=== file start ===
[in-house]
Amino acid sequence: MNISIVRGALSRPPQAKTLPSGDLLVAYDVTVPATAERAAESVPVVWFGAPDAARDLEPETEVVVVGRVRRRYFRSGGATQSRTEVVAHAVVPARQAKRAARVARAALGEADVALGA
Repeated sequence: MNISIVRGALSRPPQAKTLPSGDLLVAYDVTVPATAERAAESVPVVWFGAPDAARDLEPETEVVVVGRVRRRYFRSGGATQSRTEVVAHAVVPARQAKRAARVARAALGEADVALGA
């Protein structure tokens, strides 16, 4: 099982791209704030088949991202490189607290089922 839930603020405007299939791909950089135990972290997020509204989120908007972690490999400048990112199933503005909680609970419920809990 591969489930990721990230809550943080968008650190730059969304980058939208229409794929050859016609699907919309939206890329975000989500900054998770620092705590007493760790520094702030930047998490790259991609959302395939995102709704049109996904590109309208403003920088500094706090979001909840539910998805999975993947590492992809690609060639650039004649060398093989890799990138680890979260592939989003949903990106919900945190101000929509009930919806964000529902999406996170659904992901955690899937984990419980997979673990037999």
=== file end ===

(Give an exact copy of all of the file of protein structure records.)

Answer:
[in-house]
Amino acid sequence: MNISIVRGALSRPPQAKTLPSGDLLVAYDVTVPATAERAAESVPVVWFGAPDAARDLEPETEVVVVGRVRRRYFRSGGATQSRTEVVAHAVVPARQAKRAARVARAALGEADVALGA
Repeated sequence: MNISIVRGALSRPPQAKTLPSGDLLVAYDVTVPATAERAAESVPVVWFGAPDAARDLEPETEVVVVGRVRRRYFRSGGATQSRTEVVAHAVVPARQAKRAARVARAALGEADVALGA
């Protein structure tokens, strides 16, 4: 099982791209704030088949991202490189607290089922 839930603020405007299939791909950089135990972290997020509204989120908007972690490999400048990112199933503005909680609970419920809990 591969489930990721990230809550943080968008650190730059969304980058939208229409794929050859016609699907919309939206890329975000989500900054998770620092705590007493760790520094702030930047998490790259991609959302395939995102709704049109996904590109309208403003920088500094706090979001909840539910998805999975993947590492992809690609060639650039004649060398093989890799990138680890979260592939989003949903990106919900945190101000929509009930919806964000529902999406996170659904992901955690899937984990419980997979673990037999």